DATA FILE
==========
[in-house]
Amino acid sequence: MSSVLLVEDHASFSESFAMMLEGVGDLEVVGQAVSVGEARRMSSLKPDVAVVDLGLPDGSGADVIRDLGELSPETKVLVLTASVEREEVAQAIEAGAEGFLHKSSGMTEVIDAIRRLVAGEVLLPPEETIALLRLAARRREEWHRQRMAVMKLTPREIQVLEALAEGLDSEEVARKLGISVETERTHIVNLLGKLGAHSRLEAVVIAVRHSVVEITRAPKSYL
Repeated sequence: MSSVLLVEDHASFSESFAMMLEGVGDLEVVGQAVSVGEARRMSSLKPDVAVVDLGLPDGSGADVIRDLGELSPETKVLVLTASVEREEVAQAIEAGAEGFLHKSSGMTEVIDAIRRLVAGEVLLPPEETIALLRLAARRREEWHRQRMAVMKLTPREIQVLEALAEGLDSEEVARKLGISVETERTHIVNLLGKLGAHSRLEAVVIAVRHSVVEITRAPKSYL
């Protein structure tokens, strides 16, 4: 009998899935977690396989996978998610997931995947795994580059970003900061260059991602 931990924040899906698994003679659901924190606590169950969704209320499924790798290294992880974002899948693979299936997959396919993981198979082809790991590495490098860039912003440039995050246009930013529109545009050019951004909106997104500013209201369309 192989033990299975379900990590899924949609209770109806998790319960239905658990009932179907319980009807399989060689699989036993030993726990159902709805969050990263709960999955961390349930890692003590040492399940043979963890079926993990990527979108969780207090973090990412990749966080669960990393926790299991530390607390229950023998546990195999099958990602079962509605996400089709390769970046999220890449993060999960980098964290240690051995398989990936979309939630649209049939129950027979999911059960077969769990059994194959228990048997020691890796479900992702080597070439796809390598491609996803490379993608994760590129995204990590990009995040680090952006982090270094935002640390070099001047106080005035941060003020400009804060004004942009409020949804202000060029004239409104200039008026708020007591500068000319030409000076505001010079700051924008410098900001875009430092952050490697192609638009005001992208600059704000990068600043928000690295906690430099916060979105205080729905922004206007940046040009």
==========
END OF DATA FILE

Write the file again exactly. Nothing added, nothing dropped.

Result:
[in-house]
Amino acid sequence: MSSVLLVEDHASFSESFAMMLEGVGDLEVVGQAVSVGEARRMSSLKPDVAVVDLGLPDGSGADVIRDLGELSPETKVLVLTASVEREEVAQAIEAGAEGFLHKSSGMTEVIDAIRRLVAGEVLLPPEETIALLRLAARRREEWHRQRMAVMKLTPREIQVLEALAEGLDSEEVARKLGISVETERTHIVNLLGKLGAHSRLEAVVIAVRHSVVEITRAPKSYL
Repeated sequence: MSSVLLVEDHASFSESFAMMLEGVGDLEVVGQAVSVGEARRMSSLKPDVAVVDLGLPDGSGADVIRDLGELSPETKVLVLTASVEREEVAQAIEAGAEGFLHKSSGMTEVIDAIRRLVAGEVLLPPEETIALLRLAARRREEWHRQRMAVMKLTPREIQVLEALAEGLDSEEVARKLGISVETERTHIVNLLGKLGAHSRLEAVVIAVRHSVVEITRAPKSYL
């Protein structure tokens, strides 16, 4: 009998899935977690396989996978998610997931995947795994580059970003900061260059991602 931990924040899906698994003679659901924190606590169950969704209320499924790798290294992880974002899948693979299936997959396919993981198979082809790991590495490098860039912003440039995050246009930013529109545009050019951004909106997104500013209201369309 192989033990299975379900990590899924949609209770109806998790319960239905658990009932179907319980009807399989060689699989036993030993726990159902709805969050990263709960999955961390349930890692003590040492399940043979963890079926993990990527979108969780207090973090990412990749966080669960990393926790299991530390607390229950023998546990195999099958990602079962509605996400089709390769970046999220890449993060999960980098964290240690051995398989990936979309939630649209049939129950027979999911059960077969769990059994194959228990048997020691890796479900992702080597070439796809390598491609996803490379993608994760590129995204990590990009995040680090952006982090270094935002640390070099001047106080005035941060003020400009804060004004942009409020949804202000060029004239409104200039008026708020007591500068000319030409000076505001010079700051924008410098900001875009430092952050490697192609638009005001992208600059704000990068600043928000690295906690430099916060979105205080729905922004206007940046040009």